The Brothers and Sisters of the Toda Family



IMDb Rating 7.4 10 901


Downloaded times
August 26, 2020



720p.BLU 1080p.BLU
961.54 MB
Japanese 2.0
23.976 fps
105 min
P/S N/A / N/A
1.74 GB
Japanese 2.0
23.976 fps
105 min
P/S N/A / N/A

Movie Reviews

Reviewed by fa-oy 8 / 10 / 10

Nice film!

Maybe it's not a film regarded as one of Ozu's best, but I found myself liking it. This time Ozu delves into the problems that revolve around the death of a family member and what it causes. In this case the father of a big family dies and leaves them indebted, so the family makes the hard decision to sell many of his properties to pay his debts. The other matter shown in this film is the problem a family member faces (in this case the mother and one of her daughters) when they have to ask their relatives for hospitality but they don't have a good relationship between them and have a lot of differences, which causes the mother and the daughter to switch from one place to another and never finding a good place to stay in. The film is really good on technical aspects, as usual in Ozu's films. I would not recommend this film to people that are just beginning to explore Ozu's films, I would just recommend it to those who really are fond of them and are used to his filmmaking style. My score: 8.5/10

Reviewed by boblipton 6 / 10 / 10

King Lear in Japan

When a respected businessman dies unexpectedly, his affairs turn out to be in disorder, and his sons sell off most of his goods quickly. His widow, Ayako Katsuragi, and her youngest, unmarried daughter, Mieko Takamine, become houseguests of their siblings.... but they show little filial love. Will Shin Saburi, the wastrel son, inspired by his father's death to go off to China and work hard, turn out to be this Japanese version of KING LEAR's Cordelia? Ozu hadn't completed a film in four years. When he came back to the studios to make this, his style had shifted and settled. Now, although he still hung his studies of familial relationships on sturdy plots, he had settled on what would become his postwar trademark of long, still shots from a low perspective. There's clearly a bit of wartime propaganda in the movie, telling Japanese civilians that there's endless opportunity in China to get ahead without worrying about getting into those awkward situations of losing face. Ozu would make another movie the following year, then not another until 1947.... first problems with Japanese censors, and then clearing his name with the American Occupation forces. However, here we see the mature Ozu. He was excellent. He would only get better.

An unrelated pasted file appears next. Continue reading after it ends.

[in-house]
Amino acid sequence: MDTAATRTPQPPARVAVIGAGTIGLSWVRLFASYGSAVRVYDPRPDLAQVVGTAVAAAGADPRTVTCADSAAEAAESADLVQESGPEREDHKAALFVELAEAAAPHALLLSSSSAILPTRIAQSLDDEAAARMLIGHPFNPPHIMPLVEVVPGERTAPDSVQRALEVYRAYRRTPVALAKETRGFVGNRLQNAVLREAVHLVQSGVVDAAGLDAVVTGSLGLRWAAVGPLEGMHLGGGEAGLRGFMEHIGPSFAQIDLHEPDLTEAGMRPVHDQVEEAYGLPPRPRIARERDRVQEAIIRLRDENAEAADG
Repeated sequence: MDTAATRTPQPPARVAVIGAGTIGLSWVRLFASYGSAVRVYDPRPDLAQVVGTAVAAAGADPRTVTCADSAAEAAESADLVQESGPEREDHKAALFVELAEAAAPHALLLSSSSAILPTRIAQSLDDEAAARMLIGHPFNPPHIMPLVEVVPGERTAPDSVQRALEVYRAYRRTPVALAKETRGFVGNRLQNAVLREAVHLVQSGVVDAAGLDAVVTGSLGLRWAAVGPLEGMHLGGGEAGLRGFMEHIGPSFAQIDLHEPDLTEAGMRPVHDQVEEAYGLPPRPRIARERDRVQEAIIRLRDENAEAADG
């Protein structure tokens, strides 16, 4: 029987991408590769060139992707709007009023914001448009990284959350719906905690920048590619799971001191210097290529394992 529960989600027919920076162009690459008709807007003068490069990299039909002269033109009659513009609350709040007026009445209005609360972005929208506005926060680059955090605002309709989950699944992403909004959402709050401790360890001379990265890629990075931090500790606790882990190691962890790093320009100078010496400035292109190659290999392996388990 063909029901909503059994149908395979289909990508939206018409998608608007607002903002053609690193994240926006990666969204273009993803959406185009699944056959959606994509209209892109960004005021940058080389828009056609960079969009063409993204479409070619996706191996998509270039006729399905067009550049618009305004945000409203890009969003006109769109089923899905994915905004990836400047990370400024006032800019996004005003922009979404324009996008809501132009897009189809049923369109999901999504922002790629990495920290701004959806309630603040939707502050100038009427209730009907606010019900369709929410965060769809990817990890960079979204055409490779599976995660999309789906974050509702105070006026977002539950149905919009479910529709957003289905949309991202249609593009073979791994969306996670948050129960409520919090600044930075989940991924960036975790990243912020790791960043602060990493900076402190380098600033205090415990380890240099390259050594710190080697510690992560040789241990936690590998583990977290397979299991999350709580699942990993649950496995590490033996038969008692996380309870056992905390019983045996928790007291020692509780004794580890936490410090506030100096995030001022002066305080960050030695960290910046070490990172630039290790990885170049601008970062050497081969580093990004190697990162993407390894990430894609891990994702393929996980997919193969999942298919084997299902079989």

Reviewed by MartinHafer 6 / 10 / 10

In many ways, much like Ozu's other films...though this one is more depressing than most.

This Yasujirô Ozu film came out just before Japan went to war with the United States. In many ways, it's very typical of any Ozu film. It uses the stationary camera set low to the ground (so the viewer is looking upward at the characters in many scenes, it has a simple plot about families and is centered on normal middle-class Japanese life. This is not a complaint but there is a sameness to Ozu's films that no other director quite achieved. When the film begins, an extended family is having a day out. When it's over, the family patriarch is happy--telling his wife how it was a perfect day and how wonderful it was to see his kids and grandkids. Only moments later, the man slumps over and soon dies. Now the family is called back for the funeral and everyone must decide what to do with their mother now that father has died. Sadly, through the course of the film you realize that the kids are all very wrapped up in their own lives and no room in their hearts for their mother. Other than the print being slightly degraded here and there, this DVD from the Criterion Collection is in pretty good shape. As for the story, I think how much you enjoy it will have a lot to do with how many Ozu films you've seen and how patient you are. The film is slow-moving (like many of his film) and the sameness of his films left me a bit bored after a while. Understand, I have probably seen at least 40 of his films. Worth seeing but certainly not among the director's best or most memorable.

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